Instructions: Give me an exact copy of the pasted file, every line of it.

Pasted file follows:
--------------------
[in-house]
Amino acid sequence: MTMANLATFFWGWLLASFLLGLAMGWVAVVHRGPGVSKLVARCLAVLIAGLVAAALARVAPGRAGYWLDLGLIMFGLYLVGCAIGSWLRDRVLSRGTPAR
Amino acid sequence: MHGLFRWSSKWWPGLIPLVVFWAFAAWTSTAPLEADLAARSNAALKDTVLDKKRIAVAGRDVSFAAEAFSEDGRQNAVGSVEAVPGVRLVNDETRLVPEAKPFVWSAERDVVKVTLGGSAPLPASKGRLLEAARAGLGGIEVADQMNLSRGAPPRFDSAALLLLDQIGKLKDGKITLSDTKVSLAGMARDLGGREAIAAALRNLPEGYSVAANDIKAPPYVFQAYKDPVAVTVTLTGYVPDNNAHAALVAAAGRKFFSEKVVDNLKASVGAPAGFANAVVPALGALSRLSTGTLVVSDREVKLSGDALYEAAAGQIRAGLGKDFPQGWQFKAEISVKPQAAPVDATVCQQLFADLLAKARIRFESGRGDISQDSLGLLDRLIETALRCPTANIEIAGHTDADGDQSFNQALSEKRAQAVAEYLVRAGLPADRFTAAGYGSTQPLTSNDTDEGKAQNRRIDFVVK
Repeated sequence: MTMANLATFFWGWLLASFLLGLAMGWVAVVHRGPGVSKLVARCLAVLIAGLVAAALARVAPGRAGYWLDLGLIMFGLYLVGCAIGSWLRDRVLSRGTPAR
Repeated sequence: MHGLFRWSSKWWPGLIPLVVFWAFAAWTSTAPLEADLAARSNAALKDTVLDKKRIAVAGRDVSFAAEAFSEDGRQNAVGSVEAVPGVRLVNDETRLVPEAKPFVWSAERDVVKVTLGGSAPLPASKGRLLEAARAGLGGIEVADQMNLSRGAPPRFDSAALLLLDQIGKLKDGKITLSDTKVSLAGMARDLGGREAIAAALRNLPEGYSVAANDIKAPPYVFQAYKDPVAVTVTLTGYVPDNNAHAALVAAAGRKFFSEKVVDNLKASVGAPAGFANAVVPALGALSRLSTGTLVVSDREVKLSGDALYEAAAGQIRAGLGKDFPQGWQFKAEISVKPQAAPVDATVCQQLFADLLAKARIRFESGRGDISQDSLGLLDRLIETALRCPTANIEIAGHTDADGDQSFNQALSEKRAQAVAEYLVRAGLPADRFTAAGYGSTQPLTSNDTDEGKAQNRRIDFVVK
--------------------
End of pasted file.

[in-house]
Amino acid sequence: MTMANLATFFWGWLLASFLLGLAMGWVAVVHRGPGVSKLVARCLAVLIAGLVAAALARVAPGRAGYWLDLGLIMFGLYLVGCAIGSWLRDRVLSRGTPAR
Amino acid sequence: MHGLFRWSSKWWPGLIPLVVFWAFAAWTSTAPLEADLAARSNAALKDTVLDKKRIAVAGRDVSFAAEAFSEDGRQNAVGSVEAVPGVRLVNDETRLVPEAKPFVWSAERDVVKVTLGGSAPLPASKGRLLEAARAGLGGIEVADQMNLSRGAPPRFDSAALLLLDQIGKLKDGKITLSDTKVSLAGMARDLGGREAIAAALRNLPEGYSVAANDIKAPPYVFQAYKDPVAVTVTLTGYVPDNNAHAALVAAAGRKFFSEKVVDNLKASVGAPAGFANAVVPALGALSRLSTGTLVVSDREVKLSGDALYEAAAGQIRAGLGKDFPQGWQFKAEISVKPQAAPVDATVCQQLFADLLAKARIRFESGRGDISQDSLGLLDRLIETALRCPTANIEIAGHTDADGDQSFNQALSEKRAQAVAEYLVRAGLPADRFTAAGYGSTQPLTSNDTDEGKAQNRRIDFVVK
Repeated sequence: MTMANLATFFWGWLLASFLLGLAMGWVAVVHRGPGVSKLVARCLAVLIAGLVAAALARVAPGRAGYWLDLGLIMFGLYLVGCAIGSWLRDRVLSRGTPAR
Repeated sequence: MHGLFRWSSKWWPGLIPLVVFWAFAAWTSTAPLEADLAARSNAALKDTVLDKKRIAVAGRDVSFAAEAFSEDGRQNAVGSVEAVPGVRLVNDETRLVPEAKPFVWSAERDVVKVTLGGSAPLPASKGRLLEAARAGLGGIEVADQMNLSRGAPPRFDSAALLLLDQIGKLKDGKITLSDTKVSLAGMARDLGGREAIAAALRNLPEGYSVAANDIKAPPYVFQAYKDPVAVTVTLTGYVPDNNAHAALVAAAGRKFFSEKVVDNLKASVGAPAGFANAVVPALGALSRLSTGTLVVSDREVKLSGDALYEAAAGQIRAGLGKDFPQGWQFKAEISVKPQAAPVDATVCQQLFADLLAKARIRFESGRGDISQDSLGLLDRLIETALRCPTANIEIAGHTDADGDQSFNQALSEKRAQAVAEYLVRAGLPADRFTAAGYGSTQPLTSNDTDEGKAQNRRIDFVVK